There is a constant connection to the outdoors in almost every space of this bungalow. That alone makes it worth experiencing in person.

Back of the house, from backyard


Tips for hiring an architectural photographer #5

This is post 5 of a series of 10, in a series detailing important aspects to hiring an architectural photographer while avoiding the most common pitfalls.

5. GET THE RIGHT LICENSE.

Great savings are within reach if you predetermine how your images are going to be used, including potential uses that might not appear necessary at first. Discuss your licensing options with your photographer and favor open source licenses (such as Creative Commons) over copyrighted images as these will give you more flexibility in the way the images can be used and limit your legal liability in case of a dispute. It is important to understand copyright law and how you can use your images - not all licenses are created equal - and be sure to ask your photographer to walk you through the type of license he/she is going to use and how it will impact your rights to the images. These licensing terms should be clearly detailed in the photographer’s contract.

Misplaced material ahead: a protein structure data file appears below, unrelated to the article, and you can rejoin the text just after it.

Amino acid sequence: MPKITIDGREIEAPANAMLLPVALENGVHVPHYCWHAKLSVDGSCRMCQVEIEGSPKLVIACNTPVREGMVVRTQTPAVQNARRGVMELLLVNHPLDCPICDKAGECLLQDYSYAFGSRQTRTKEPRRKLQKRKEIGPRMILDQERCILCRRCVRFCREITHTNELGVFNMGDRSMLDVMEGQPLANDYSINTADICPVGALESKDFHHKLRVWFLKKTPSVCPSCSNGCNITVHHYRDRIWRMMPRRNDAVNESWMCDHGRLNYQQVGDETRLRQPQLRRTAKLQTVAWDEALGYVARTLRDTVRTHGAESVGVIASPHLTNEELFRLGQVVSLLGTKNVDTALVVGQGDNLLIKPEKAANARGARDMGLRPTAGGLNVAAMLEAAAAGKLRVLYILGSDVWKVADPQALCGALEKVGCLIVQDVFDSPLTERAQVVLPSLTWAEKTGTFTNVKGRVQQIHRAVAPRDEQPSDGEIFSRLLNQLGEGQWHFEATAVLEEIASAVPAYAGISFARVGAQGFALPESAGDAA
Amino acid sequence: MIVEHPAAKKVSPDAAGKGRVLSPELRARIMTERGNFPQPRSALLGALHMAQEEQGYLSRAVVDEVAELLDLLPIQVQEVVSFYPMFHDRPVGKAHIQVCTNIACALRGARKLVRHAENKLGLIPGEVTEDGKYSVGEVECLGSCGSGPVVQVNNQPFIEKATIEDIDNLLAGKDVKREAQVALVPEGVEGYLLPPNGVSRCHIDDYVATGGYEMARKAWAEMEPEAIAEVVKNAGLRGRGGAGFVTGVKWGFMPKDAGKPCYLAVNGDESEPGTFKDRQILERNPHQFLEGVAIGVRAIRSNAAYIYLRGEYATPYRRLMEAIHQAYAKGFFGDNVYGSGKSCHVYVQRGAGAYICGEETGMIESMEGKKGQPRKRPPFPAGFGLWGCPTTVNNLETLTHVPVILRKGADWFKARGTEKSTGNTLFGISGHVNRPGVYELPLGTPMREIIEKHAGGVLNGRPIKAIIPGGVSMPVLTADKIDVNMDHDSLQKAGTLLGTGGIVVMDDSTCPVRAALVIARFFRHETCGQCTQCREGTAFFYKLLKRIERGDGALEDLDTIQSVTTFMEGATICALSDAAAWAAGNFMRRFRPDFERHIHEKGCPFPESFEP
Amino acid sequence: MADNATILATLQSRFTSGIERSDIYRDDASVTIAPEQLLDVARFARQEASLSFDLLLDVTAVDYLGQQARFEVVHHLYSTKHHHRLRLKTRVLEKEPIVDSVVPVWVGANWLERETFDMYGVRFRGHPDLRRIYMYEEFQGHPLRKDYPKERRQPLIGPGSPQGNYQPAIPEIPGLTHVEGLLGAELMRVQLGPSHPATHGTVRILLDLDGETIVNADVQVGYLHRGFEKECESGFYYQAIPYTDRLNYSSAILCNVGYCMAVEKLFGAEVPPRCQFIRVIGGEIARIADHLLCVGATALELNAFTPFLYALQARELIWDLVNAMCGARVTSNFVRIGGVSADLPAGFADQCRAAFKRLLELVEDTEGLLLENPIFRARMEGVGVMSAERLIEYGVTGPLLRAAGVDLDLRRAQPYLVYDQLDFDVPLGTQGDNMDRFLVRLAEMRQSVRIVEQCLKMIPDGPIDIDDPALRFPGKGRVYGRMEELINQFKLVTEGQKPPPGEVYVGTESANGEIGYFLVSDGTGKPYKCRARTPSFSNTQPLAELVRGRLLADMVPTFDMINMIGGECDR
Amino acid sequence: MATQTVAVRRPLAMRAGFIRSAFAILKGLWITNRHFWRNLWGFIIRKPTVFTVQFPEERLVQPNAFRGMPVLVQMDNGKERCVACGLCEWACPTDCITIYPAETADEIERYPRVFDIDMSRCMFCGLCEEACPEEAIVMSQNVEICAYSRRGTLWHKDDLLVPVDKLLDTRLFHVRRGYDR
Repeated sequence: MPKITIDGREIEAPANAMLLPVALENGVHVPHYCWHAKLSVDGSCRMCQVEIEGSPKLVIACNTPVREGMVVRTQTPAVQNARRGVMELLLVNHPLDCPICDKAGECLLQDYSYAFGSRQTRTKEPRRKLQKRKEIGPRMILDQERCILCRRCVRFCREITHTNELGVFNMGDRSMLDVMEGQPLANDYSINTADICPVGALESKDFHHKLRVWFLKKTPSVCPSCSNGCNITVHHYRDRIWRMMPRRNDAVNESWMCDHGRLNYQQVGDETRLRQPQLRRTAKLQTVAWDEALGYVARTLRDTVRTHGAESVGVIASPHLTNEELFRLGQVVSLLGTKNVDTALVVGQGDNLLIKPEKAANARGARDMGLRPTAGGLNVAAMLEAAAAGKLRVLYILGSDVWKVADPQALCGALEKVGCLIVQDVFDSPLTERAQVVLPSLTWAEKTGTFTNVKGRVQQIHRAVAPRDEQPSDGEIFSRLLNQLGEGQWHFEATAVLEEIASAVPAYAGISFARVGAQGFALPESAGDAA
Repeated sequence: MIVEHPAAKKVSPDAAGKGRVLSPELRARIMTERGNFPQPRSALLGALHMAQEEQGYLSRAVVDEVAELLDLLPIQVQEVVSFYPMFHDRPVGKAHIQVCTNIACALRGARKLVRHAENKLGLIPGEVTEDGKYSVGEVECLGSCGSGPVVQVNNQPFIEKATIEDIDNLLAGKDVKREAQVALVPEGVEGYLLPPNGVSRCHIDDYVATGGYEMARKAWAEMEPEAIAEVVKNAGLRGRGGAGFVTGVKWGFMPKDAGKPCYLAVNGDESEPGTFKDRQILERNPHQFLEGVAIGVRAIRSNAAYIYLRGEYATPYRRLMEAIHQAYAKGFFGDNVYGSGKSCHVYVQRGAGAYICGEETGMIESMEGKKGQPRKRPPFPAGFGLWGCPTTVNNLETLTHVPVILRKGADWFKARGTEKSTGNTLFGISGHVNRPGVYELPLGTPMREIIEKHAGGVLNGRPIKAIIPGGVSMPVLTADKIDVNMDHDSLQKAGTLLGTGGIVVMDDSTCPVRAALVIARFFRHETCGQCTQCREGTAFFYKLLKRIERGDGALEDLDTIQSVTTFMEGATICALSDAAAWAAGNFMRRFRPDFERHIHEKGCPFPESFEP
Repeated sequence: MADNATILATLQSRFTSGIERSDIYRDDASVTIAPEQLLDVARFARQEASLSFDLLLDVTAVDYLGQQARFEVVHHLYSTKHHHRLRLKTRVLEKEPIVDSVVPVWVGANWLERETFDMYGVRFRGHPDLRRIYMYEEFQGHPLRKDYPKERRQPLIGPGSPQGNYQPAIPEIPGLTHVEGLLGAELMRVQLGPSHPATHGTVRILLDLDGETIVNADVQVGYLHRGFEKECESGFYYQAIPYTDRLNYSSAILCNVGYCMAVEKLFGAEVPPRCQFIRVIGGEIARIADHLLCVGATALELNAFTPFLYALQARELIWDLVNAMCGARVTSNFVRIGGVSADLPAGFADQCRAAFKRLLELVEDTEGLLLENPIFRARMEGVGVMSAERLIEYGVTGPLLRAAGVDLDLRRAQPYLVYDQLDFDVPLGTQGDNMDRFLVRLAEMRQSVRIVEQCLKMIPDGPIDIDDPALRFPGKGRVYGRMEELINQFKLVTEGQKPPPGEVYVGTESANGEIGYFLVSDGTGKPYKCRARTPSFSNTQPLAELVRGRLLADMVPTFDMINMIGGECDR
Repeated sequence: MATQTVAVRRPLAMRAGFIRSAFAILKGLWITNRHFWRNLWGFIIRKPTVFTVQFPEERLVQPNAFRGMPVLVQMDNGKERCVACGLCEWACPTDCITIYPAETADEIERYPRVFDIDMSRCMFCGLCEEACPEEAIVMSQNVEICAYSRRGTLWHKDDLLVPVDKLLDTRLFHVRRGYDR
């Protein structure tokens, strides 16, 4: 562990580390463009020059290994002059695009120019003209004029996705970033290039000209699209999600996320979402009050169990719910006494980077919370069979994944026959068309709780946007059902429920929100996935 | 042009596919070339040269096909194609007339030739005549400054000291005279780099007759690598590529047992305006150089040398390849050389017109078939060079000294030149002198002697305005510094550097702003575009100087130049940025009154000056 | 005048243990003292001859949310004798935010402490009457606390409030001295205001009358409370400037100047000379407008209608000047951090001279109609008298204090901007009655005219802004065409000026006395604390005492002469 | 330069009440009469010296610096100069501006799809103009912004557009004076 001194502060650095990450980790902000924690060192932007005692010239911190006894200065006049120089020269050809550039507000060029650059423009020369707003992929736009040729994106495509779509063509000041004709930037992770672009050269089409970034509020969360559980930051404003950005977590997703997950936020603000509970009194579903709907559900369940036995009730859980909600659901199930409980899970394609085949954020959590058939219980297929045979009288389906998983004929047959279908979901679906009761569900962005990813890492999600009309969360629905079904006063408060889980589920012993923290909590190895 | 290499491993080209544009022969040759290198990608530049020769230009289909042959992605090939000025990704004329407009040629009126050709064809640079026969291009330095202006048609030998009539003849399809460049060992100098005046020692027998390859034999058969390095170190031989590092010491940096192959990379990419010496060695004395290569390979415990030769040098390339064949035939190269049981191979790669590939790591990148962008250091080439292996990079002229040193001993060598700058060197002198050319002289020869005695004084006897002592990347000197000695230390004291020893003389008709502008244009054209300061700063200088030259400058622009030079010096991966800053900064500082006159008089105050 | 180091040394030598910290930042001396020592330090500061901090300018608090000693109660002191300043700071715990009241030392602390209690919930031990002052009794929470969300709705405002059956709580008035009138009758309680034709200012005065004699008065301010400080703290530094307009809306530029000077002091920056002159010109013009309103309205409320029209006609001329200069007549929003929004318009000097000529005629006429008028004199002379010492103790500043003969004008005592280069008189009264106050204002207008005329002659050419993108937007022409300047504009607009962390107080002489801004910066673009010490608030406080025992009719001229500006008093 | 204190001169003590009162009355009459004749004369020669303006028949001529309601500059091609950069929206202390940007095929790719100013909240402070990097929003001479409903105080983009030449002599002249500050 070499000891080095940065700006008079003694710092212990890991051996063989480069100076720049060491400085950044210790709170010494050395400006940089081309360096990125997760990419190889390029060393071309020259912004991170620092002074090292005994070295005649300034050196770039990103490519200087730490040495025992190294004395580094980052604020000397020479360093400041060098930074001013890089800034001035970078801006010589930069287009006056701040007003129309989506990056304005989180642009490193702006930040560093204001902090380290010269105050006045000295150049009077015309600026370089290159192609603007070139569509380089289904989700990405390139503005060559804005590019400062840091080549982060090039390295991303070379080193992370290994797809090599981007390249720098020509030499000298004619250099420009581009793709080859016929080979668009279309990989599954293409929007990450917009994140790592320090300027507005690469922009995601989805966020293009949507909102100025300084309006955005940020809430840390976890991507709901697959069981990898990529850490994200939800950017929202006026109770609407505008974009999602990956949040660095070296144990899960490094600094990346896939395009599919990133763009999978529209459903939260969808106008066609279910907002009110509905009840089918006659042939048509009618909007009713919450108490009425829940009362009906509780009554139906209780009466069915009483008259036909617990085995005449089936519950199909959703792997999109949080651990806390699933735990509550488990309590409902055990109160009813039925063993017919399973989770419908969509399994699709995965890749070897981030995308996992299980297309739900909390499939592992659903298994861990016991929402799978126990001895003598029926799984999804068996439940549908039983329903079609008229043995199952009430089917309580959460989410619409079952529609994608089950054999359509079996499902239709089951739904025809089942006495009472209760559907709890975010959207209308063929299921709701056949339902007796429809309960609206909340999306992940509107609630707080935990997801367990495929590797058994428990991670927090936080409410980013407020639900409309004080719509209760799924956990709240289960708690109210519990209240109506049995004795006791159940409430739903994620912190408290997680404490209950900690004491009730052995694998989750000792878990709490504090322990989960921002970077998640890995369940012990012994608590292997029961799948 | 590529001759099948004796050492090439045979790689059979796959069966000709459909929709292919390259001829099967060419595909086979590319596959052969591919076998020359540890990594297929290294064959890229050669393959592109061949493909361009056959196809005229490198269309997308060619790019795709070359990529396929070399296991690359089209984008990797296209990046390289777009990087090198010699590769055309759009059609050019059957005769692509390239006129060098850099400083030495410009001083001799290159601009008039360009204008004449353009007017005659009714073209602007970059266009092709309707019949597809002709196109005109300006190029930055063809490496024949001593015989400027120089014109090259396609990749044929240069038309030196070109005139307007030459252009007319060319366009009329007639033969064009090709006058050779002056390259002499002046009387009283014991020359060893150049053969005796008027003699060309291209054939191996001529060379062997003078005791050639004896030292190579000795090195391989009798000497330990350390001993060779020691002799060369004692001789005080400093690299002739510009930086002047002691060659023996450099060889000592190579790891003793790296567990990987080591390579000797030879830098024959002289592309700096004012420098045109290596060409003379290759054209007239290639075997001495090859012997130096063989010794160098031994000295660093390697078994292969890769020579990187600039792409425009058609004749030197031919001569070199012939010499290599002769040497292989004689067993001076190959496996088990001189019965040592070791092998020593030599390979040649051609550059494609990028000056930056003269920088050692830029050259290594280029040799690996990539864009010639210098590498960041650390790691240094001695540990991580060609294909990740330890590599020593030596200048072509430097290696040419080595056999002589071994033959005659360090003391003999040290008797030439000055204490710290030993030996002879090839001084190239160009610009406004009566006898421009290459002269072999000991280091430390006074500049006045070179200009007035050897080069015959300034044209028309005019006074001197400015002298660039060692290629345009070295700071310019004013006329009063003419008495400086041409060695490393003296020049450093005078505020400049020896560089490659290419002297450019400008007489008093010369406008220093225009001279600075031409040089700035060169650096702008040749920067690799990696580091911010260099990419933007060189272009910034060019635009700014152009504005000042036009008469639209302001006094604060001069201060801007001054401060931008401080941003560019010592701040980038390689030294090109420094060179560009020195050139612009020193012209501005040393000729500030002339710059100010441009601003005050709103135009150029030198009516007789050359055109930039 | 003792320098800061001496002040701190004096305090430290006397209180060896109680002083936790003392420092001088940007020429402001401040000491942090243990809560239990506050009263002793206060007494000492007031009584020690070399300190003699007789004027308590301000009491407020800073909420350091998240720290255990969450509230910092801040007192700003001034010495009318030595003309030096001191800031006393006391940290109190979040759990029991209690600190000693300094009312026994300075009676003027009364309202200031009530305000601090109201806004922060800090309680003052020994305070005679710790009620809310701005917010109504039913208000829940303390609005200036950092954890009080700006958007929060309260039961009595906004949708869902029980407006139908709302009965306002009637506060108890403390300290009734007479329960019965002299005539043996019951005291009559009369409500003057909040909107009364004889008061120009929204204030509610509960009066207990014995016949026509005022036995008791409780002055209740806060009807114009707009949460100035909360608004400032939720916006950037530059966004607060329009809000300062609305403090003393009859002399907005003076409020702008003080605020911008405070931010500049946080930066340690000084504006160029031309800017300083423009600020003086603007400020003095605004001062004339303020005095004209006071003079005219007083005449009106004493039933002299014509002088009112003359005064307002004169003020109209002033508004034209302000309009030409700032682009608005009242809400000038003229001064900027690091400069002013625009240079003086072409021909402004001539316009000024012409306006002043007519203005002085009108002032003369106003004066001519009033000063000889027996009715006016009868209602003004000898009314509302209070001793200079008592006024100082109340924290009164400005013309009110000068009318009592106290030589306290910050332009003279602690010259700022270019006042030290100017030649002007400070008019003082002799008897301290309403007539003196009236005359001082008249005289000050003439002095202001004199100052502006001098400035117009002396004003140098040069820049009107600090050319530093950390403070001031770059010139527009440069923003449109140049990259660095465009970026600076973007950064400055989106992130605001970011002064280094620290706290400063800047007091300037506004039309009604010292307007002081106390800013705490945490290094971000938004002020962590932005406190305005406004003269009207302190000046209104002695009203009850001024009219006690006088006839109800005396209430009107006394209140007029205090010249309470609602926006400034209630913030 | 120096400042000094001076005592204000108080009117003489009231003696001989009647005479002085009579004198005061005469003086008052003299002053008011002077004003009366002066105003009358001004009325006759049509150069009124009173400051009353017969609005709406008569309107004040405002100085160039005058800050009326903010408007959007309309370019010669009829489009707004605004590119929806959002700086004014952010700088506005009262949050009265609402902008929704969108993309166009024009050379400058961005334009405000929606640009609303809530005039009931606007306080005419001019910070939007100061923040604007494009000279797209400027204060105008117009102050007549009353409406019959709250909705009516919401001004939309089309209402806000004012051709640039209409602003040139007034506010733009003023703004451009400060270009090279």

Tips for hiring an architectural photographer #4

This is post 4 of a series of 10, in a series detailing important aspects to hiring an architectural photographer while avoiding the most common pitfalls.

COLLABORATE